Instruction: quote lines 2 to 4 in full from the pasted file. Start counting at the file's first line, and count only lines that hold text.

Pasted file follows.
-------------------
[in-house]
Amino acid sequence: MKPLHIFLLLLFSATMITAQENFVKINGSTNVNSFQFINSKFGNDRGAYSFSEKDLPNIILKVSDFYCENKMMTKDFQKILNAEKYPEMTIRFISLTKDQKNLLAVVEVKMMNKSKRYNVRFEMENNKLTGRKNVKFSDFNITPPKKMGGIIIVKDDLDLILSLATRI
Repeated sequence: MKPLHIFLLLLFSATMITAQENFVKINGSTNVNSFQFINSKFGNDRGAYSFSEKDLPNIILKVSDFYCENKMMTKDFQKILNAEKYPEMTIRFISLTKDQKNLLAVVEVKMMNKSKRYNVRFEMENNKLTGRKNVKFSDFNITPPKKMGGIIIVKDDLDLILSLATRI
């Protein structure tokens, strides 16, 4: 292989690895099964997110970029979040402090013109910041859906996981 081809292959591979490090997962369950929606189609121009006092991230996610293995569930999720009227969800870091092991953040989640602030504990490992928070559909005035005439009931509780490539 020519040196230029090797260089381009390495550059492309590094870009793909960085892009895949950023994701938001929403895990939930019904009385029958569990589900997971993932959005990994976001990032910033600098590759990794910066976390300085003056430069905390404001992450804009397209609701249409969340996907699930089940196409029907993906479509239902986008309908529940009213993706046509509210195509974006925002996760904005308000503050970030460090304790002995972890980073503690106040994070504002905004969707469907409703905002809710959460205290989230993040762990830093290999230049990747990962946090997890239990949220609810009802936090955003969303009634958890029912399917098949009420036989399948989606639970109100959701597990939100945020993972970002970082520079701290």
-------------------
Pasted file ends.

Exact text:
Amino acid sequence: MKPLHIFLLLLFSATMITAQENFVKINGSTNVNSFQFINSKFGNDRGAYSFSEKDLPNIILKVSDFYCENKMMTKDFQKILNAEKYPEMTIRFISLTKDQKNLLAVVEVKMMNKSKRYNVRFEMENNKLTGRKNVKFSDFNITPPKKMGGIIIVKDDLDLILSLATRI
Repeated sequence: MKPLHIFLLLLFSATMITAQENFVKINGSTNVNSFQFINSKFGNDRGAYSFSEKDLPNIILKVSDFYCENKMMTKDFQKILNAEKYPEMTIRFISLTKDQKNLLAVVEVKMMNKSKRYNVRFEMENNKLTGRKNVKFSDFNITPPKKMGGIIIVKDDLDLILSLATRI
């Protein structure tokens, strides 16, 4: 292989690895099964997110970029979040402090013109910041859906996981 081809292959591979490090997962369950929606189609121009006092991230996610293995569930999720009227969800870091092991953040989640602030504990490992928070559909005035005439009931509780490539 020519040196230029090797260089381009390495550059492309590094870009793909960085892009895949950023994701938001929403895990939930019904009385029958569990589900997971993932959005990994976001990032910033600098590759990794910066976390300085003056430069905390404001992450804009397209609701249409969340996907699930089940196409029907993906479509239902986008309908529940009213993706046509509210195509974006925002996760904005308000503050970030460090304790002995972890980073503690106040994070504002905004969707469907409703905002809710959460205290989230993040762990830093290999230049990747990962946090997890239990949220609810009802936090955003969303009634958890029912399917098949009420036989399948989606639970109100959701597990939100945020993972970002970082520079701290």